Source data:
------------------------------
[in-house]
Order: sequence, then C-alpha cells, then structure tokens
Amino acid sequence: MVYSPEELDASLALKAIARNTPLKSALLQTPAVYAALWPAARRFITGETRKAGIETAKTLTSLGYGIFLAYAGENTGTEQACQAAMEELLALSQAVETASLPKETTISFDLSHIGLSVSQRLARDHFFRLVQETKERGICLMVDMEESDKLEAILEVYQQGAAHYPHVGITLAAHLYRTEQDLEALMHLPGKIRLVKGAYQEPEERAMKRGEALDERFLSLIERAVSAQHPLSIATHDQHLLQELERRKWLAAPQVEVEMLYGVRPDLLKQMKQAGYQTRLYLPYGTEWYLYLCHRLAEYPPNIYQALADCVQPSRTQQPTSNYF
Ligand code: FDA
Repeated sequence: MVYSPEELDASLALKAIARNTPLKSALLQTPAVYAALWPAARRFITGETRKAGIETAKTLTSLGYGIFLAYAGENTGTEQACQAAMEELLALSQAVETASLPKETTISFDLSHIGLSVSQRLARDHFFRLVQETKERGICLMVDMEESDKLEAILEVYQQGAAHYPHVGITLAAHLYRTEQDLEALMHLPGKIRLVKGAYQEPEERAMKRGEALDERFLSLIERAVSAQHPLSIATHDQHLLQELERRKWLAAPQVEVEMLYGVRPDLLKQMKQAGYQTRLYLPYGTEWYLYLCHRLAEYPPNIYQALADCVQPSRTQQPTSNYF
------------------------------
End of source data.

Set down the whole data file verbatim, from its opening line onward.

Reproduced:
[in-house]
Order: sequence, then C-alpha cells, then structure tokens
Amino acid sequence: MVYSPEELDASLALKAIARNTPLKSALLQTPAVYAALWPAARRFITGETRKAGIETAKTLTSLGYGIFLAYAGENTGTEQACQAAMEELLALSQAVETASLPKETTISFDLSHIGLSVSQRLARDHFFRLVQETKERGICLMVDMEESDKLEAILEVYQQGAAHYPHVGITLAAHLYRTEQDLEALMHLPGKIRLVKGAYQEPEERAMKRGEALDERFLSLIERAVSAQHPLSIATHDQHLLQELERRKWLAAPQVEVEMLYGVRPDLLKQMKQAGYQTRLYLPYGTEWYLYLCHRLAEYPPNIYQALADCVQPSRTQQPTSNYF
Ligand code: FDA
Repeated sequence: MVYSPEELDASLALKAIARNTPLKSALLQTPAVYAALWPAARRFITGETRKAGIETAKTLTSLGYGIFLAYAGENTGTEQACQAAMEELLALSQAVETASLPKETTISFDLSHIGLSVSQRLARDHFFRLVQETKERGICLMVDMEESDKLEAILEVYQQGAAHYPHVGITLAAHLYRTEQDLEALMHLPGKIRLVKGAYQEPEERAMKRGEALDERFLSLIERAVSAQHPLSIATHDQHLLQELERRKWLAAPQVEVEMLYGVRPDLLKQMKQAGYQTRLYLPYGTEWYLYLCHRLAEYPPNIYQALADCVQPSRTQQPTSNYF